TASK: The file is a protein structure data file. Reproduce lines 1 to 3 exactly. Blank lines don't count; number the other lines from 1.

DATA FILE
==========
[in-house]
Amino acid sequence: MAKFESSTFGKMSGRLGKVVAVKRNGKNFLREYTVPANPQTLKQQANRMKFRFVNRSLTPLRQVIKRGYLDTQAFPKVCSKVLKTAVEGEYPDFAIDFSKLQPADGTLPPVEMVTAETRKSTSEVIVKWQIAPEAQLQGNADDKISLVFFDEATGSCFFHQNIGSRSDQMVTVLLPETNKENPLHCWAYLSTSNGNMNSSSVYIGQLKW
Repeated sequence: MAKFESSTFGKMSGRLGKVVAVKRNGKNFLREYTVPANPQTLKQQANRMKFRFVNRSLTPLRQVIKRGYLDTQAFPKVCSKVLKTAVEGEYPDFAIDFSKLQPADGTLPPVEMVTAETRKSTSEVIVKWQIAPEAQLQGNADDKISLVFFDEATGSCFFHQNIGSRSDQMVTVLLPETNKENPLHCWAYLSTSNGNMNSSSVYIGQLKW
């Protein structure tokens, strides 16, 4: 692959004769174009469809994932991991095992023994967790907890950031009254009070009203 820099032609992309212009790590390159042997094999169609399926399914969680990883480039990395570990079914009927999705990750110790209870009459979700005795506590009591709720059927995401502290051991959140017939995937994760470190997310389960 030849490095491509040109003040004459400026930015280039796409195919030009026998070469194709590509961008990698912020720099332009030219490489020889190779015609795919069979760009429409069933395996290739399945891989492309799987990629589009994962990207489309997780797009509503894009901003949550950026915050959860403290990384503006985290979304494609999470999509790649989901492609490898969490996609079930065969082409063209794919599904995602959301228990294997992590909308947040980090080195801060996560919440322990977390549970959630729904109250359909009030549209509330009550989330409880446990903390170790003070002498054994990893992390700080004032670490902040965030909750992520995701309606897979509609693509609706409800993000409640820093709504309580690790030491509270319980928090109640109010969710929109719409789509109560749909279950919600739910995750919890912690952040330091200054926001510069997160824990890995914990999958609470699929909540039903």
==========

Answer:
[in-house]
Amino acid sequence: MAKFESSTFGKMSGRLGKVVAVKRNGKNFLREYTVPANPQTLKQQANRMKFRFVNRSLTPLRQVIKRGYLDTQAFPKVCSKVLKTAVEGEYPDFAIDFSKLQPADGTLPPVEMVTAETRKSTSEVIVKWQIAPEAQLQGNADDKISLVFFDEATGSCFFHQNIGSRSDQMVTVLLPETNKENPLHCWAYLSTSNGNMNSSSVYIGQLKW
Repeated sequence: MAKFESSTFGKMSGRLGKVVAVKRNGKNFLREYTVPANPQTLKQQANRMKFRFVNRSLTPLRQVIKRGYLDTQAFPKVCSKVLKTAVEGEYPDFAIDFSKLQPADGTLPPVEMVTAETRKSTSEVIVKWQIAPEAQLQGNADDKISLVFFDEATGSCFFHQNIGSRSDQMVTVLLPETNKENPLHCWAYLSTSNGNMNSSSVYIGQLKW